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Imaging spectroscopy of polymer ablation plasmas for laser propulsion applications

Research output: Contribution to journalArticle

Original languageEnglish
Article number013303
Number of pages8
JournalJournal of Applied Physics
Volume121
Journal issue1
Early online date6 Jan 2017
DOIs
StatePublished - 7 Jan 2017

Abstract

A number of polymers have been proposed for use as propellants in space launch and thruster applications based on laser ablation, although few prior studies have either evaluated their performance at background pressures representative of the upper atmosphere or investigated interactions with ambient gases other than air. Here, we use spatially and temporally resolved optical emission spectroscopy to compare three polymers, poly(ethylene), poly(oxymethylene), and glycidyl azide polymer, ablated using a 532 nm, nanosecond pulsed laser under Ar and O2 at pressures below 1 Torr. Emission lines from neutrally and positively charged atoms are observed in each case, along with the recombination radiation at the interaction front between the plasma plume and the background gas. C2 radicals arise either as a direct fragmentation product or by a three-body recombination of C atoms, depending on the structure of the polymer backbone, and exhibit a rotational temperature of ≈5000 K. The Sedov-Taylor point blast model is used to infer the energy release relative to the incident laser energy, which for all polymers is greater in the presence of O2, as to be expected based on their negative oxygen balance. Under Ar, plume confinement is seen to enhance the self-reactivity of the ejecta from poly(oxymethylene) and glycidyl azide polymer, with maximum exothermicity close to 0.5 Torr. However, little advantage of the latter, widely considered one of the most promising energetic polymers, is apparent under the present conditions over the former, a common engineering plastic.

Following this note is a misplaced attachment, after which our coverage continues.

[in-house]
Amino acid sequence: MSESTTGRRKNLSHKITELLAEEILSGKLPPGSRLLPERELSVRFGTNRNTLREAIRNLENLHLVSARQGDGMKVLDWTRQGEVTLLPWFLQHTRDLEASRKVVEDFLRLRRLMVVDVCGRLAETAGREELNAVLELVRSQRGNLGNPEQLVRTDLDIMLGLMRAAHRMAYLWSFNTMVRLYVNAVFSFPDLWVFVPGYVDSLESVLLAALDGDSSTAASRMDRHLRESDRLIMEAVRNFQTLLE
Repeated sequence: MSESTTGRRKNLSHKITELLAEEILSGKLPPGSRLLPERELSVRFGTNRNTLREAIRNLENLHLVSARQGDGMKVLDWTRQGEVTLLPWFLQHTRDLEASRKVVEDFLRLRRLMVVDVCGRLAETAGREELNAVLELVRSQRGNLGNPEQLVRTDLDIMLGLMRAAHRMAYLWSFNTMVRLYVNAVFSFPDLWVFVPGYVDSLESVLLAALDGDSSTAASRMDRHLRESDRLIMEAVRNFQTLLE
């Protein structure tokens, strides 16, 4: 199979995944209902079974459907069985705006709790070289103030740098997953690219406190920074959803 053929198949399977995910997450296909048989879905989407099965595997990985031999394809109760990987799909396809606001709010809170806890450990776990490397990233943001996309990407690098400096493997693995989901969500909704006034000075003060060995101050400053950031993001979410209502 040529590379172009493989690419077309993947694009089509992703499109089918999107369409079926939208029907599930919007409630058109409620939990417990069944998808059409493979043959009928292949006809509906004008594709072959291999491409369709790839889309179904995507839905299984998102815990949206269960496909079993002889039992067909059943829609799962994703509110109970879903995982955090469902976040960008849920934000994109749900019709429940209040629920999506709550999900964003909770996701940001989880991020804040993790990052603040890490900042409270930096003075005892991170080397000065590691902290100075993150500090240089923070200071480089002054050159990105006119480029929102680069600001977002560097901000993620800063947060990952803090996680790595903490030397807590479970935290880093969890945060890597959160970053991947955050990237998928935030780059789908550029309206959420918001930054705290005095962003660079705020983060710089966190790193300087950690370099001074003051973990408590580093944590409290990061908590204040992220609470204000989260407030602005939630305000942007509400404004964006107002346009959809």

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    Rights statement: This is the final published version of the article (version of record). The final published version (version of record) will be available online via AIP Publishing at DOI: http://dx.doi.org/10.1063/1.4973697. Please refer to any applicable terms of use of the publisher.

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